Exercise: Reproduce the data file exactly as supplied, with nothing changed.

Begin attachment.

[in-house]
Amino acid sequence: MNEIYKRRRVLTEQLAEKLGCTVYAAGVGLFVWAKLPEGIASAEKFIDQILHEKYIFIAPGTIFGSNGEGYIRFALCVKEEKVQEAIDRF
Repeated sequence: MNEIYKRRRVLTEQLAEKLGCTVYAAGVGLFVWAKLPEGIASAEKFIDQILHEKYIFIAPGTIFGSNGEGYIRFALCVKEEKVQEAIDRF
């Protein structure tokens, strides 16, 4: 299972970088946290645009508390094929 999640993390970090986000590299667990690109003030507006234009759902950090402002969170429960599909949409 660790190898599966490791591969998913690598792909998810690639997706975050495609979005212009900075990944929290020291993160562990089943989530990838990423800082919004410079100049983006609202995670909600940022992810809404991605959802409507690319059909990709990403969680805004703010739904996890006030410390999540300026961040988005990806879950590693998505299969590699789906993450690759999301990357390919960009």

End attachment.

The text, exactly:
[in-house]
Amino acid sequence: MNEIYKRRRVLTEQLAEKLGCTVYAAGVGLFVWAKLPEGIASAEKFIDQILHEKYIFIAPGTIFGSNGEGYIRFALCVKEEKVQEAIDRF
Repeated sequence: MNEIYKRRRVLTEQLAEKLGCTVYAAGVGLFVWAKLPEGIASAEKFIDQILHEKYIFIAPGTIFGSNGEGYIRFALCVKEEKVQEAIDRF
């Protein structure tokens, strides 16, 4: 299972970088946290645009508390094929 999640993390970090986000590299667990690109003030507006234009759902950090402002969170429960599909949409 660790190898599966490791591969998913690598792909998810690639997706975050495609979005212009900075990944929290020291993160562990089943989530990838990423800082919004410079100049983006609202995670909600940022992810809404991605959802409507690319059909990709990403969680805004703010739904996890006030410390999540300026961040988005990806879950590693998505299969590699789906993450690759999301990357390919960009």